Wednesday, December 7

Carney Addresses ‘Tension’ After Bankers Balked at CO2 Proposal


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(Bloomberg) — Mark Carney has dismissed reports that Wall Street banks threatened to walk out of the climate-finance coalition he heads, but also said that “tension” within the group needed to be addressed.

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Responding to questions at a hearing on Monday held by the UK’s Environmental Audit Committee of the House of Commons, the former Bank of England governor who now co-chairs the Glasgow Financial Alliance for Net Zero, said no institutions had “indicated to me any decision ” to leave the group.

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JPMorgan Chase & Co, Bank of America Corp. and Morgan Stanley had signaled they may pull back from GFANZ should membership entail binding restrictions on fossil finance, according to people familiar with the matter. In response to their concerns, the UN-backed group Race to Zero walked back its proposal that GFANZ members commit to phasing out the financing of gas, oil and coal.

“Guidance given by one of the associated partners of GFANZ had to be adjusted,” Carney said. “It is a tension obviously that needed to be reconciled.” He also noted that GFANZ has grown over the past year, and now has well over 500 members representing about $150 trillion in assets.

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Race to Zero has since said it’s up to individual members to find their own path to a 1.5C-aligned business model, without setting binding requirements. It has argued that the substance of its proposal remains the same, despite the change in wording.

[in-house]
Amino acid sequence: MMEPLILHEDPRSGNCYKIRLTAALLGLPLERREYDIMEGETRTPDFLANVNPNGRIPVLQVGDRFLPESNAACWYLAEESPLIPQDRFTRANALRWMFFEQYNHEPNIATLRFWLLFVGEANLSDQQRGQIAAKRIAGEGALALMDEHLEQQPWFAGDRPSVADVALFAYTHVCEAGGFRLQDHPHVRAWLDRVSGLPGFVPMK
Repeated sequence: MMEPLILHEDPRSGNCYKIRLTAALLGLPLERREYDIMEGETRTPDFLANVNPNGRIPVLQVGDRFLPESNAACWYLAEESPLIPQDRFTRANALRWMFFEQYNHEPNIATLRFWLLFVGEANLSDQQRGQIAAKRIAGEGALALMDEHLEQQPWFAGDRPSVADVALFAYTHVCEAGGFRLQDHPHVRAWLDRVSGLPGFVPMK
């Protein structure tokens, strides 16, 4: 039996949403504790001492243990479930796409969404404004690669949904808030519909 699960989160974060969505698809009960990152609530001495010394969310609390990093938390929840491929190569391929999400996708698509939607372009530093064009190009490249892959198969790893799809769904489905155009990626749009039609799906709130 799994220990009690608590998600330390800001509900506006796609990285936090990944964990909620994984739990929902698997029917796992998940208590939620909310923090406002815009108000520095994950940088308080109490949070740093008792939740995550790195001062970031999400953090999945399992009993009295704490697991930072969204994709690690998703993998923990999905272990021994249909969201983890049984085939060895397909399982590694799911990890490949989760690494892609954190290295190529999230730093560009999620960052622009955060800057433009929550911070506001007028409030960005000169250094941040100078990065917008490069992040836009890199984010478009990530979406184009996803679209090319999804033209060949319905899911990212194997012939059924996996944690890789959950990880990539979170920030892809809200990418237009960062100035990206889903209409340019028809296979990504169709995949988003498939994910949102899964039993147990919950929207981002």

The UK’s Environmental Audit Committee is trying to establish the role of finance in Britain’s national effort to meet its net-zero obligations. After being successfully sued by a group of climate activists earlier this year for putting forward an unclear net-zero plan, the UK was recently told by firms including GFANZ members BlackRock Inc. and Vanguard Group Inc. that a phase-out of fossil finance is unrealistic.

Estimates for how much is needed to achieve the goal of net-zero emissions by 2050 vary. BNY Mellon Investment Management and Fathom Consulting put the figure at $100 trillion, while the International Energy Agency has said the amount is closer to $125 trillion.

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Read More: BlackRock, Vanguard Tell UK They Won’t Phase Out Fossil Fuel

Asset managers and banks have argued that it’s unreasonable to expect them to stop supporting oil and gas clients when governments themselves often fail to provide the regulatory and legislative frameworks needed to underpin such policies.

Carney, who has in the past cautioned against heaping too much criticism on the finance industry’s efforts to cut emissions, told lawmakers on Monday that “in order to have an economy moving to net zero, you need to have a financial system that is orientated to net zero.”

As governments and regulators get a better sense of how the finance industry is tackling emissions, it might make sense to gradually introduce stricter requirements, Carney said. It would be prudent to lay the groundwork now, “as it tends to take a couple of years ” before such rules can be rolled out, he said.

“Over time we will see how financial institutions perform against those targets,” he said. “Some will miss, others will hit and some will outperform; the question will be, is it because they are not very good at it or don’t take it seriously. Or is it a lack of ambition in climate policy more broadly?”

Ultimately, companies that make progress on their climate goals will be worth more, Carney said.

(GFANZ is also co-chaired Michael R. Bloomberg, the founder of Bloomberg News parent Bloomberg LP.)

(Adds BNY estimate for cost of reaching net zero, in seventh paragraph)



financialpost.com